Victoza Side Effects

by on March 10, 2012


A relatively new medication prescribed to patients with type 2 diabetes, Victoza was federally approved for use in the United States in 2010, a year after it was approved by the European Medicines Agency. Even though it is FDA approved, there are several side effects of Victoza that may pose risks to certain users. Most are mild, gastrointestinal symptoms that will subside with continued use, but recent studies have indicated that more serious risks of thyroid cancer and pancreatitis.

Common Victoza Side Effects

Based on clinical trials conducted over the course of one year, along with other shorter studies including 5 26-week clinical trials, the most common side effects are gastrointestinal and the symptoms typically improve over time. These side effects include:

  • Nausea
  • Diarrhea
  • Vomiting
  • Constipation
  • Headache
  • Dyspepsia (bloating, nausea, a full sensation after very little food is consumed, upper abdominal pain)

Depending on the other medications prescribed to the patient, additional Victoza side effects may occur. Some of the most commonly experienced symptoms when Victoza is taken with Glimepiride, Metformin, and similar medications may include:

  • Fatigue
  • Loss of appetite
  • Back pain
  • Dizziness
  • Flu like symptoms
  • Urinary tract infection
  • Upper respiratory infection

Rarely, Victoza users may experience hypertension or symptoms of anorexia as a result of certain medication combinations. If any of these side effects persist or interfere with your daily activities, contact your doctor to discuss other options that may work better for you.

Serious Victoza Side Effects

Victoza Side EffectsA small number of patients who took part in the clinical trials experienced more severe side effects. These may include:

  • Rash or reddening of the skin around the injection site
  • A slight increase in serum bilirubin levels
  • Acute renal failure
  • Worsening of chronic renal failure
  • Hypoglycemia
  • Papillary thyroid carcinoma

Contact your doctor immediately if you notice jaundice, or yellowing of the skin, or if there are any changes in your urination patterns.

Victoza Warnings - Thyroid Cancer & Pancreatitis

In June 2011, the FDA issued a safety alert for Victoza citing the risks of Thyroid Cancer & Pancreatitis.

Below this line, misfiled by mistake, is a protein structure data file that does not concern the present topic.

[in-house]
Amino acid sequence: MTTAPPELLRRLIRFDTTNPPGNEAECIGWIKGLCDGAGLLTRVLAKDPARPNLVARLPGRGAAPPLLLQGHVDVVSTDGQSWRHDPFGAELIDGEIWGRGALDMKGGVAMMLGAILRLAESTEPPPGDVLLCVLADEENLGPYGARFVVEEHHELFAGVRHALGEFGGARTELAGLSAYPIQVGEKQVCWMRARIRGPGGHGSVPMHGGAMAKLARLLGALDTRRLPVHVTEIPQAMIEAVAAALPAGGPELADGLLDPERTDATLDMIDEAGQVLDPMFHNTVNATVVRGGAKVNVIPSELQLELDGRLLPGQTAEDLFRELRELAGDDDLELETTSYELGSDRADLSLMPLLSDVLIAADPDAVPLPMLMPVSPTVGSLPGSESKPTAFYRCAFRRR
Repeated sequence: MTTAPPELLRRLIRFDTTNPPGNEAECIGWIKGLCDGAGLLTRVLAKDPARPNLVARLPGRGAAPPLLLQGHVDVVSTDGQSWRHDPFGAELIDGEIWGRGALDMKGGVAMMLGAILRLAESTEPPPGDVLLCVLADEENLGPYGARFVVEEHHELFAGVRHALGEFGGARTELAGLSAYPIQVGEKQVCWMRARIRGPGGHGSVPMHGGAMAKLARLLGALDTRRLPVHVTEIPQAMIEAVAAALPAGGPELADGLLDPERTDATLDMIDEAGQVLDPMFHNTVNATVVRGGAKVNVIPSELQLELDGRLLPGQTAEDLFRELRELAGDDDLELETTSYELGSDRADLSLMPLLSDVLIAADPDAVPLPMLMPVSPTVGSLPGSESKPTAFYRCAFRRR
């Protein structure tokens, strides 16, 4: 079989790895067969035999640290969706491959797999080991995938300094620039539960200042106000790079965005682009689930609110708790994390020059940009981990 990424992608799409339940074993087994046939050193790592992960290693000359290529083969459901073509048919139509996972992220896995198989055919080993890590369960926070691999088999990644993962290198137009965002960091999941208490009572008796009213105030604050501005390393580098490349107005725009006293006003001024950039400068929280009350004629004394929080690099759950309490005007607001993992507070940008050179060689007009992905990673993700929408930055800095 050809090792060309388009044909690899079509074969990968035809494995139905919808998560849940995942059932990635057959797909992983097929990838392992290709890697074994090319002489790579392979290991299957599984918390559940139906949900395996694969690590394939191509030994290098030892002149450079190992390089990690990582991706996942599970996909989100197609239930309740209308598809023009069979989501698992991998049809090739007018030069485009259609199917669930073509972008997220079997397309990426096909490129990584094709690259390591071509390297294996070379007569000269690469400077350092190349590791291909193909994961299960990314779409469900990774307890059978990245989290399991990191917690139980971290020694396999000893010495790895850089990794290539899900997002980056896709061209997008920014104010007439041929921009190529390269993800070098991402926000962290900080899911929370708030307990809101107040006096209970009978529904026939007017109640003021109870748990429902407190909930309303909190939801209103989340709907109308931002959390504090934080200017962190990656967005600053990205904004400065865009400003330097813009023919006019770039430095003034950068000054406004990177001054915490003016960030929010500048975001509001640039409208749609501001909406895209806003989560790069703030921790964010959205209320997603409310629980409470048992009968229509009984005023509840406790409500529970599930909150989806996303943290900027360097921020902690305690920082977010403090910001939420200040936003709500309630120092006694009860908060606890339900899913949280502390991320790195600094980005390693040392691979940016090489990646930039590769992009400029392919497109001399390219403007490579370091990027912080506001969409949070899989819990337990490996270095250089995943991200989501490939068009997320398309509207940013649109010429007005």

Thyroid Cancer

The relationship between malignant thyroid C-cell carcinomas and the use of Victoza is still unknown but studies suggest that there may be a risk for some individuals. Patients who take Victoza may experience elevations in the level of serum calcitonin in their body. This is often a sign of thyroid cancer. Calcitonin levels should be assessed before Victoza is prescribed and monitored throughout the use of the medication. Seek the advice of an endocrinologist if these levels are high. Patients with a family history of thyroid cancer or thyroid tumors should speak to their physician about the risks and benefits of Victoza.


At least 7 cases of pancreatitis have been confirmed in Victoza users but it is not clear if the medication was to blame for the condition. Out of 5 acute incidents and 2 that were determined to be chronic pancreatitis, one case resulted in death. The patients that were affected had underlying conditions that imposed increased risks of pancreatitis, so the actual cause cannot be determined. Until further research is conducted, patients at risk for pancreatitis may benefit from examining alternative options. If you are taking Victoza and experience severe abdominal pain, back pain, or vomiting, stop use immediately and seek emergency care.

Victoza and Hypoglycemia

In very rare cases, the side effects of Victoza may include hypoglycemia. Victoza is a glucose-dependent medication, meaning it detects the body’s blood sugar levels and only stimulates insulin production when these levels become too high, so the risk of hypoglycemia is extremely low. However, certain medications that may be prescribed with Victoza, particularly those that also stimulate the secretion of insulin, can increase the chance of developing hypoglycemia.

In most cases, patients who suffer from hypoglycemia as a result of taking Victoza can treat the condition at home without visiting their doctor. Be sure your physician is aware of all medications you are currently taking before beginning Victoza.

Victoza can be very beneficial to patients who suffer from type 2 diabetes. This medication is an effective way to prevent hyperglycemia but there are a number of side effects that may raise concern. Discuss the risks and benefits of Victoza with your doctor before deciding if it is right for you.